This is by no means intended to be the only way to handle a young stallion when you are an experienced horse man/woman but have never hand bred a stallion to mares before. Many items have not been taken into account such as the careful washing of the stallion and mares genitals. Or having the stallion’s sperm count checked and breeding health of the mare checked by a Vet before mating. This is a General Document meant for education purposes only for people that are experienced with horses. No inexperienced people should handle a stallion, especially during breeding season. The original question was how to get into the breeding game with a newly purchased three-year-old stallion. ON A TIGHT BUDGET. LITTLE MONEY TO SPEND on all the extras that makes breeding a stallion and handling mares so much easier.

(1) Most Important for stallion ownership: If you don't want to spend the money on a professional photographer, then 4 rolls of film of him while he is shed out in the summer and in good physical shape. Sit down with those 96 pictures of him and start ripping them up. Keep only the best two or three. PICTURES ARE WORTH A THOUSAND WORDS AND NEVER FORGET THAT. You have to have those pictures for advertising and promoting him. Blown up and color laser printed. Never give out a bad picture of him.

(2) High, strong fencing. No mare ever next to him. At least 24 feet from any mare at all times while he is in his pen. (Make sure he has enough room to exercise too). No mares in the stalls next to him if kept in a stall and even more outside exercise.

(3) Hand breed only to prevent injury to him being kicked by a cranky mare and to protect your customers mares too. Send mares home all chewed up and they won't be back next year and neither will anyone they complain to book to him either.

(4) Keep a daily record book when teasing mares to see when they are receptive to being bred. Tease over a safe, solid fence where the mare cannot get hurt in the fence and neither can the stallion. If that mare strikes with a front foot, pins her ears or squeals, she is probably not ready to be bred. Take him out of there to prevent frustration on his part. Don't over tease as a breeding stallion can get mad about it.

(5) If that mare wasn't squatting and peeing yesterday but is today, then that is day one. Breed early morning of the 3rd day. Breed afternoon on the fourth day. Breed late on the fifth day if she is still in full heat, (quickly squats and pees for him with no tail swishing and squirting urine which generally means she is going out of heat and has already ovulated. Theoretically, the sperm should be deposited before the mare releases her eggs. The majority of mares release their eggs on the fourth day. I said the majority because in the breeding business, you will get anything from 3-day heat cycles instead of 6 to mares in heat for days at a time. Those mares that stay in heat should be bred every third day until out but only if your stallion is not being bred hard to a lot of others at the same time.

(6) The same person should always handle the stallion during breeding. It should always be in a quiet place and the same place. Chain over the nose as under the chin can cause more rearing. Never through the mouth unless a really wicked stud who needs it. Never ever tie a stud with that chain and jerk it once and only once to discipline him. Never a steady pressure on it or instead of smartening him up, you will just make him mad. Most stallions quickly learn who their handler is and where the big event is going to happen and why he has a chain on. That chain means he is going to be used for teasing or for breeding and they know that.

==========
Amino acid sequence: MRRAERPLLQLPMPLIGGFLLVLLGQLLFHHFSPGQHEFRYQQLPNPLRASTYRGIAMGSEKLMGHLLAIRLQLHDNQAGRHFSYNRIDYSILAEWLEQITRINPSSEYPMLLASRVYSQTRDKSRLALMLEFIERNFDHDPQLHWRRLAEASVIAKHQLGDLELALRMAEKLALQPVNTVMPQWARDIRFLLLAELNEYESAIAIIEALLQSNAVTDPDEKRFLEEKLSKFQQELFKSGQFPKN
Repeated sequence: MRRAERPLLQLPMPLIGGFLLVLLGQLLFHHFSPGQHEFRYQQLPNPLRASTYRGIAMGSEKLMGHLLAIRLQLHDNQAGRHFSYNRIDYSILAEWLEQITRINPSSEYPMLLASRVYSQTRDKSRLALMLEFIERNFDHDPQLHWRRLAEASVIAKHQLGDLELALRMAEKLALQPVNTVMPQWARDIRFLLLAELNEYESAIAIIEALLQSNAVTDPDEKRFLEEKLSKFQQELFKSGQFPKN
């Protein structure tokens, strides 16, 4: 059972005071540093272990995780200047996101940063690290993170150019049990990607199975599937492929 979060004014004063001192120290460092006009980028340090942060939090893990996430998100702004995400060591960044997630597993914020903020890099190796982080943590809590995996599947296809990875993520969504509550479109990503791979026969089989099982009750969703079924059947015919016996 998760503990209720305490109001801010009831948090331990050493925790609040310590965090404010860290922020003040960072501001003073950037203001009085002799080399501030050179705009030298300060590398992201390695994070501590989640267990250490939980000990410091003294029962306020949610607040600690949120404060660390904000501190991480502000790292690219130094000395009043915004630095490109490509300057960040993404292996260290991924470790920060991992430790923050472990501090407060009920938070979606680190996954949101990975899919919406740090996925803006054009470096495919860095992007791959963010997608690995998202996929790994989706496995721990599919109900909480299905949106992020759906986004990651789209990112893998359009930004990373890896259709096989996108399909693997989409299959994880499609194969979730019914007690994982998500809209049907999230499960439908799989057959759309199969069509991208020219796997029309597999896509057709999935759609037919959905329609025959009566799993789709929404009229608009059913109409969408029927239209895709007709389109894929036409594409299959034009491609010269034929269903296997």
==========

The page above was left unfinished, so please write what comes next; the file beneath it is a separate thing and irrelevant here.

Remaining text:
(7) Always make your stud approach the mares left side to smell her, squeal and get her and himself excited. Some people let that stud horse roar up behind that mare, then cry the blues when the mare kicks a hole in him. Only when he is fully erect do you let him mount the mare. Some old mares will nail a stud if he is mounting her and not getting the job done quickly. Immediately after he dismounts, get him away from the mare, put him back in his pen. If you train a young stud properly the first year, every year after that he will just get easier to handle and smarter about those mares. Be nice to a young stud. Pick on him, jerk that chain over his nose to much, let other people yap and wave their arms around, let other horses to close, distractions like that and he may just decide not to breed for you at all or worse, look like he bred the mare but didn't ejaculate because he was distracted. Let him get hurt to many times and he may become leery at breeding too.

(8) If that mare has a colt on her, protect that colt and keep the worried mother happy by placing it in a "Very" small area on the other side of the fence from where you have her tied short. Right in front of her where it has to stay there where she can see it so she doesn't go on the fight trying to get to her baby or go on the fight with the stud trying to protect her baby. Some studs can grab a colt if they take a notion to it or kick or strike it.

(9) Make sure you have a proper signed and dated "Stallion Breeding Contract" with the mare owner. Listing absolutely everything including your L.F.G. (Live Foal Guarantee).

(10) Today most breeding facilities palpate the mare to see when she is going to release her eggs and should be bred. Most also Ultrasound the mare to see if she caught or not before sending her home. I gather your not going to put out the big bucks for that. So keep the mare 20 days after she goes completely out of heat. If not pregnant, most will recycle in about 14 days. But I have seen them recycle anywhere from 10 to 20 days.

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